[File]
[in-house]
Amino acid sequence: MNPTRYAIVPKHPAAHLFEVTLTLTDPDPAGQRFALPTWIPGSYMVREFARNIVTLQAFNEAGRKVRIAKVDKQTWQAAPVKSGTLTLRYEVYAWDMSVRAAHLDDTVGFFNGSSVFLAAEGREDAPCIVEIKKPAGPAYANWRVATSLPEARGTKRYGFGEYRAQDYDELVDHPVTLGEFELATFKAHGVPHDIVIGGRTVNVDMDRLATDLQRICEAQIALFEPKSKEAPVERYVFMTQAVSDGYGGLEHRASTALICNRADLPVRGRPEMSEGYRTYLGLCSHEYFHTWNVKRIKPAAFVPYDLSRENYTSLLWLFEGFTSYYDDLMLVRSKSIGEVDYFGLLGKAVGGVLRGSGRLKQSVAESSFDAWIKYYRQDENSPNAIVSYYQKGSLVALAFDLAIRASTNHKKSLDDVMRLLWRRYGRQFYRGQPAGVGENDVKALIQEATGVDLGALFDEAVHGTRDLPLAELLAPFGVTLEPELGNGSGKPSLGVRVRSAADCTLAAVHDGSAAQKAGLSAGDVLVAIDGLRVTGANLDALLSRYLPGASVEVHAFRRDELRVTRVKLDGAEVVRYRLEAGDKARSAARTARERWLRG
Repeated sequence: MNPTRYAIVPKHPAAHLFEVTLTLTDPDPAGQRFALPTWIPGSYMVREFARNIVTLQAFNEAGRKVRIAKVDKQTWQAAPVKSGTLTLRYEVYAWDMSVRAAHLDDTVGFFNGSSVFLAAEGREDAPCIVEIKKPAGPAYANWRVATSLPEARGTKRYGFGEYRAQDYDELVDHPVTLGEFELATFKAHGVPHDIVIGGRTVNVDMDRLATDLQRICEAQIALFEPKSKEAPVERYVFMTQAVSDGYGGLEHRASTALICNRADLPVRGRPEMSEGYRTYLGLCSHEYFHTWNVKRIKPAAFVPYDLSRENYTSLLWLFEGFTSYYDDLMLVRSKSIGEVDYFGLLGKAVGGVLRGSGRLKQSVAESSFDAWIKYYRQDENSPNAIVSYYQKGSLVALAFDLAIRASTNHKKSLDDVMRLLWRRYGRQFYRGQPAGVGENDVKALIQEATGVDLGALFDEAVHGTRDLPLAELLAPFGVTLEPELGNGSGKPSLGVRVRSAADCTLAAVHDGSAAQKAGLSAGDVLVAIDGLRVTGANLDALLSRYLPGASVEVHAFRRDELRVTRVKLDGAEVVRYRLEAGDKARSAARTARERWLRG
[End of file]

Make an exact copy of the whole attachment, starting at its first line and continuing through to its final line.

[in-house]
Amino acid sequence: MNPTRYAIVPKHPAAHLFEVTLTLTDPDPAGQRFALPTWIPGSYMVREFARNIVTLQAFNEAGRKVRIAKVDKQTWQAAPVKSGTLTLRYEVYAWDMSVRAAHLDDTVGFFNGSSVFLAAEGREDAPCIVEIKKPAGPAYANWRVATSLPEARGTKRYGFGEYRAQDYDELVDHPVTLGEFELATFKAHGVPHDIVIGGRTVNVDMDRLATDLQRICEAQIALFEPKSKEAPVERYVFMTQAVSDGYGGLEHRASTALICNRADLPVRGRPEMSEGYRTYLGLCSHEYFHTWNVKRIKPAAFVPYDLSRENYTSLLWLFEGFTSYYDDLMLVRSKSIGEVDYFGLLGKAVGGVLRGSGRLKQSVAESSFDAWIKYYRQDENSPNAIVSYYQKGSLVALAFDLAIRASTNHKKSLDDVMRLLWRRYGRQFYRGQPAGVGENDVKALIQEATGVDLGALFDEAVHGTRDLPLAELLAPFGVTLEPELGNGSGKPSLGVRVRSAADCTLAAVHDGSAAQKAGLSAGDVLVAIDGLRVTGANLDALLSRYLPGASVEVHAFRRDELRVTRVKLDGAEVVRYRLEAGDKARSAARTARERWLRG
Repeated sequence: MNPTRYAIVPKHPAAHLFEVTLTLTDPDPAGQRFALPTWIPGSYMVREFARNIVTLQAFNEAGRKVRIAKVDKQTWQAAPVKSGTLTLRYEVYAWDMSVRAAHLDDTVGFFNGSSVFLAAEGREDAPCIVEIKKPAGPAYANWRVATSLPEARGTKRYGFGEYRAQDYDELVDHPVTLGEFELATFKAHGVPHDIVIGGRTVNVDMDRLATDLQRICEAQIALFEPKSKEAPVERYVFMTQAVSDGYGGLEHRASTALICNRADLPVRGRPEMSEGYRTYLGLCSHEYFHTWNVKRIKPAAFVPYDLSRENYTSLLWLFEGFTSYYDDLMLVRSKSIGEVDYFGLLGKAVGGVLRGSGRLKQSVAESSFDAWIKYYRQDENSPNAIVSYYQKGSLVALAFDLAIRASTNHKKSLDDVMRLLWRRYGRQFYRGQPAGVGENDVKALIQEATGVDLGALFDEAVHGTRDLPLAELLAPFGVTLEPELGNGSGKPSLGVRVRSAADCTLAAVHDGSAAQKAGLSAGDVLVAIDGLRVTGANLDALLSRYLPGASVEVHAFRRDELRVTRVKLDGAEVVRYRLEAGDKARSAARTARERWLRG